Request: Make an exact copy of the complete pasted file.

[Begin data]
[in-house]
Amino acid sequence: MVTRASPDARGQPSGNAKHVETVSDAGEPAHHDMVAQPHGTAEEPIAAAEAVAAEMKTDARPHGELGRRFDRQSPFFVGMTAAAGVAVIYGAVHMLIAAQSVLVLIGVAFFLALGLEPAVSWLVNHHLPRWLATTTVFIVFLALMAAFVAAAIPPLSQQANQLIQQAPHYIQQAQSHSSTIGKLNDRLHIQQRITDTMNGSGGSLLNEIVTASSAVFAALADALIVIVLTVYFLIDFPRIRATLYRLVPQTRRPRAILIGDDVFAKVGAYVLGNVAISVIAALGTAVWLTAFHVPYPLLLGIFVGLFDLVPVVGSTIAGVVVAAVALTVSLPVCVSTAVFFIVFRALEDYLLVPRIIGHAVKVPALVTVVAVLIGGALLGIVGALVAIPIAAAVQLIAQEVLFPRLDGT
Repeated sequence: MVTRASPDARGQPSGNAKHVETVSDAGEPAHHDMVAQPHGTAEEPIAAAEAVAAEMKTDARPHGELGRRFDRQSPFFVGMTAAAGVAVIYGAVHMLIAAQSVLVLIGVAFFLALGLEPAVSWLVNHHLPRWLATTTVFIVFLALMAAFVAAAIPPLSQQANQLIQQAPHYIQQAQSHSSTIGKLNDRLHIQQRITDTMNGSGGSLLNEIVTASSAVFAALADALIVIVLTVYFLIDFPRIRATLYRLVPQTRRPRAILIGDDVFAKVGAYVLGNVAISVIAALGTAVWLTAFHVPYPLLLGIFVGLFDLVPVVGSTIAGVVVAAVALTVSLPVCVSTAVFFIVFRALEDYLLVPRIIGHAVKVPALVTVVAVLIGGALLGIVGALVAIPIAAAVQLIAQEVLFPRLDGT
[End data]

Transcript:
[in-house]
Amino acid sequence: MVTRASPDARGQPSGNAKHVETVSDAGEPAHHDMVAQPHGTAEEPIAAAEAVAAEMKTDARPHGELGRRFDRQSPFFVGMTAAAGVAVIYGAVHMLIAAQSVLVLIGVAFFLALGLEPAVSWLVNHHLPRWLATTTVFIVFLALMAAFVAAAIPPLSQQANQLIQQAPHYIQQAQSHSSTIGKLNDRLHIQQRITDTMNGSGGSLLNEIVTASSAVFAALADALIVIVLTVYFLIDFPRIRATLYRLVPQTRRPRAILIGDDVFAKVGAYVLGNVAISVIAALGTAVWLTAFHVPYPLLLGIFVGLFDLVPVVGSTIAGVVVAAVALTVSLPVCVSTAVFFIVFRALEDYLLVPRIIGHAVKVPALVTVVAVLIGGALLGIVGALVAIPIAAAVQLIAQEVLFPRLDGT
Repeated sequence: MVTRASPDARGQPSGNAKHVETVSDAGEPAHHDMVAQPHGTAEEPIAAAEAVAAEMKTDARPHGELGRRFDRQSPFFVGMTAAAGVAVIYGAVHMLIAAQSVLVLIGVAFFLALGLEPAVSWLVNHHLPRWLATTTVFIVFLALMAAFVAAAIPPLSQQANQLIQQAPHYIQQAQSHSSTIGKLNDRLHIQQRITDTMNGSGGSLLNEIVTASSAVFAALADALIVIVLTVYFLIDFPRIRATLYRLVPQTRRPRAILIGDDVFAKVGAYVLGNVAISVIAALGTAVWLTAFHVPYPLLLGIFVGLFDLVPVVGSTIAGVVVAAVALTVSLPVCVSTAVFFIVFRALEDYLLVPRIIGHAVKVPALVTVVAVLIGGALLGIVGALVAIPIAAAVQLIAQEVLFPRLDGT